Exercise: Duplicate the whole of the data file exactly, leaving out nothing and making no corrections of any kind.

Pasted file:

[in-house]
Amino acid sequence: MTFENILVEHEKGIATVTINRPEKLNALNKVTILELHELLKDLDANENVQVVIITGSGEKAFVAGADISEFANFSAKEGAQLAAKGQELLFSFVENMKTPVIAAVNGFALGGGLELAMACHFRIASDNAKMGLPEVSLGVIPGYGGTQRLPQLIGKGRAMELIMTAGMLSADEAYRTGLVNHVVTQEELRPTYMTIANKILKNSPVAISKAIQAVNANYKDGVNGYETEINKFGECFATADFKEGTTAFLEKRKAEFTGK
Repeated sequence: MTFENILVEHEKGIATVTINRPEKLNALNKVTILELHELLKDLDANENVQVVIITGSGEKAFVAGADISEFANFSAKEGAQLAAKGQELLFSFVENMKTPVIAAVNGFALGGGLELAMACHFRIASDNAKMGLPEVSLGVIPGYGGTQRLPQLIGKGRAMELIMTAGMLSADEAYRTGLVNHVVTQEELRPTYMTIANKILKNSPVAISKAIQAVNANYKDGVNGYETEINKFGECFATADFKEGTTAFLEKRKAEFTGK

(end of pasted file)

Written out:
[in-house]
Amino acid sequence: MTFENILVEHEKGIATVTINRPEKLNALNKVTILELHELLKDLDANENVQVVIITGSGEKAFVAGADISEFANFSAKEGAQLAAKGQELLFSFVENMKTPVIAAVNGFALGGGLELAMACHFRIASDNAKMGLPEVSLGVIPGYGGTQRLPQLIGKGRAMELIMTAGMLSADEAYRTGLVNHVVTQEELRPTYMTIANKILKNSPVAISKAIQAVNANYKDGVNGYETEINKFGECFATADFKEGTTAFLEKRKAEFTGK
Repeated sequence: MTFENILVEHEKGIATVTINRPEKLNALNKVTILELHELLKDLDANENVQVVIITGSGEKAFVAGADISEFANFSAKEGAQLAAKGQELLFSFVENMKTPVIAAVNGFALGGGLELAMACHFRIASDNAKMGLPEVSLGVIPGYGGTQRLPQLIGKGRAMELIMTAGMLSADEAYRTGLVNHVVTQEELRPTYMTIANKILKNSPVAISKAIQAVNANYKDGVNGYETEINKFGECFATADFKEGTTAFLEKRKAEFTGK